I was chatting with Kate the other day, when she told me of a recent frustration of hers. She is the director of a program that trains a certain genre of professionals (which I won’t give away here for several reasons) who are highly degreed. As she was teaching one of the classes, she had to reprimand some of the class participants–again, degreed professionals–for texting and checking Facebook during class.

The “professionals” she reprimanded were highly agitated, saying that they could do what they wanted to do.

Is this what it’s come to, people?

I understand the temptation of today’s technology; in fact, I will be writing about that topic in the next couple of weeks as it relates to teenagers. I also understand that in America we have many freedoms. However, what about respectful behavior towards an instructor as well as those around you?

I had my own brush with this issue yesterday, except there was no technology involved. I was at the gym, preparing to teach my weekly Tuesday morning spin class, when three women I had never seen before came in the room and set up their bikes. Ten minutes later, class started. The three women chatted during the first song, the warmup. They also chatted during the second song.

By the third song, I was getting really annoyed. As I was cueing the class on proper form and breathing, I added in some motivational notes of a general nature:

“Let’s work, you guys!

This is YOUR hour! Make the most of it!

Come on, focus!”

They weren’t getting the message.

I don’t like to feel like I’m a jerk and didn’t want to have to confront them about the talking, whether I got off my bike and went over to them to say something (totally obvious since there were only ten total class participants) or into the microphone (also totally obvious, obviously!), but at the same time I had a feeling I’d have to. In the past when I’ve let the chatting go, other class participants have come up to me afterwards and complained about the distraction. If you’ve ever been distracted by people talking in any kind of a class, you know how annoying it is. Now try and put yourself in the instructor’s shoes: it is terribly, terribly difficult to teach over a chatter.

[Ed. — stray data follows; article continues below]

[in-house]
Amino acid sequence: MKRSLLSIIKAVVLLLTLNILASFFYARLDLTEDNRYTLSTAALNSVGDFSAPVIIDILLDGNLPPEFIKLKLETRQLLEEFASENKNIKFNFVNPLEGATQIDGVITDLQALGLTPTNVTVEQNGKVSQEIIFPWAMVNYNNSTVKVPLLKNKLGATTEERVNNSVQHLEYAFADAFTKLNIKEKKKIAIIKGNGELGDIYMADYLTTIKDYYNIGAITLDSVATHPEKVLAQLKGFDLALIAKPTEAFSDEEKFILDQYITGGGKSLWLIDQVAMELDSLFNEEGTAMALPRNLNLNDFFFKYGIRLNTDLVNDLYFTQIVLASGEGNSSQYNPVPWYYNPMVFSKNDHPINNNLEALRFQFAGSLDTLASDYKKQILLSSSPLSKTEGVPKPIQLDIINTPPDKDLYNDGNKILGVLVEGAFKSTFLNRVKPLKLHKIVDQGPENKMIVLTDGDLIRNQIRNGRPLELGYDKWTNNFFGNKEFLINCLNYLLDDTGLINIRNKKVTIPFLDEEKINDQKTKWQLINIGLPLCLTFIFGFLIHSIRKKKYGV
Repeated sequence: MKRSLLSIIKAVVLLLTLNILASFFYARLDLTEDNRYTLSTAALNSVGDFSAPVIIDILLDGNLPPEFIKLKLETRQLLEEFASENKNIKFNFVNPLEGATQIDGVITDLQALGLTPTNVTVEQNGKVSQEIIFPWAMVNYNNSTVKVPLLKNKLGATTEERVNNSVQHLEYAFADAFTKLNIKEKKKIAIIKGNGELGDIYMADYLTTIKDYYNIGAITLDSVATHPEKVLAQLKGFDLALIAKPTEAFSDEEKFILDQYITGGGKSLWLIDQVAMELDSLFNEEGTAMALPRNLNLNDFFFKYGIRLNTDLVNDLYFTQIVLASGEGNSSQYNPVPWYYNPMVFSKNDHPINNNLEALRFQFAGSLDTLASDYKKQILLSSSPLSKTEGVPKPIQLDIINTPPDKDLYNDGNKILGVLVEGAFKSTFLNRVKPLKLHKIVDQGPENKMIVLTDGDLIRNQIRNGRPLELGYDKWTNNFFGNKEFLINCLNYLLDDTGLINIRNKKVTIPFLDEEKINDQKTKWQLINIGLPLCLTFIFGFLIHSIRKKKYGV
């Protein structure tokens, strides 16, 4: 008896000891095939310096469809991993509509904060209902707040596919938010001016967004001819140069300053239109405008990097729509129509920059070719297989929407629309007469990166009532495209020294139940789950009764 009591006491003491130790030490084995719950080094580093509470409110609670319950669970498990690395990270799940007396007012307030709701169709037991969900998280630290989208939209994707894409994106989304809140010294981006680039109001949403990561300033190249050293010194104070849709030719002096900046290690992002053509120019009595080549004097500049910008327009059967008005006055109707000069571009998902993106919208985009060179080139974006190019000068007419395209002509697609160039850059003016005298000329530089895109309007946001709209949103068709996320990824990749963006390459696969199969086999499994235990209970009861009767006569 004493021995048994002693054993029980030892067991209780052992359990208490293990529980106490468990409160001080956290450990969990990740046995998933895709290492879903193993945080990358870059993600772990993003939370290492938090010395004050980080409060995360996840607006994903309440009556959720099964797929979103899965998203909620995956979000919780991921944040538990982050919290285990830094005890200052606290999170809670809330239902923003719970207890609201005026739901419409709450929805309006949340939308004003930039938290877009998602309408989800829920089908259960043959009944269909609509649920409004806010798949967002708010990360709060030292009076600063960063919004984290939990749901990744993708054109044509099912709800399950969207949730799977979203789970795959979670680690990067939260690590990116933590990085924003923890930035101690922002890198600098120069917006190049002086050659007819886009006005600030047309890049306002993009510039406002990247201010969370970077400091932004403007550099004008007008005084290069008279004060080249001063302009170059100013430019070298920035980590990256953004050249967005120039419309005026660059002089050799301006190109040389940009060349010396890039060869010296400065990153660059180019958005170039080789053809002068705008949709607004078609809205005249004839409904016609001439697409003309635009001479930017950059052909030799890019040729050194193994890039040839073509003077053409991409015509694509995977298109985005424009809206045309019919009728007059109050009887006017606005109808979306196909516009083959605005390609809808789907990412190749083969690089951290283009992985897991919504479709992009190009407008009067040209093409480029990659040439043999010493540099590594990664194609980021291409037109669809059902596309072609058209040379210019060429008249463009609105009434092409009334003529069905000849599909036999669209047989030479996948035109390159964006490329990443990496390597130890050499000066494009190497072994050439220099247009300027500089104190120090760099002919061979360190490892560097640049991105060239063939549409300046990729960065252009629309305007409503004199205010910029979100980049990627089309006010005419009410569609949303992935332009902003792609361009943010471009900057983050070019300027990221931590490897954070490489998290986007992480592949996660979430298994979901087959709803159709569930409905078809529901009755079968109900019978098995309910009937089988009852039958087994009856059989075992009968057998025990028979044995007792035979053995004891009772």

I tried to make eye contact with them. Nothing.

I tried a few more general cues. Nothing.

Finally, and it takes a lot for me to get angry, I screamed into the microphone, “COME ON LADIES: IF YOU’RE TALKING, YOU’RE NOT WORKING HARD ENOUGH!”

Hmm. That worked. They were quiet for the rest of class. I didn’t hold a grudge, encouraging them along with everyone else as we rode, and they didn’t hold a grudge either. I was pleasantly surprised when, after class, they apologized to me.

Now, dear readers, I ask you: what is it with people who sign up for a class or voluntarily engage in some other kind of self-improving activity, and then disrespect their teacher as well as the other participants by engaging in behaviors that are not only detrimental to their own learning, but also incredibly rude? Why bother going?


©2010 Suburban Scrawl


  • WeaselMomma

    I must say that without you and because my lack of gym experience, I would never know gym etiquette. The classroom setting should be a no brainer though.

  • Tara R.

    I am totally with you on this. Aside from being disrespectful to you (or any one in your position), it's completely disrespectful and distracting to the other's who are trying to be engaged. We aren't in middle school any more.

  • Mags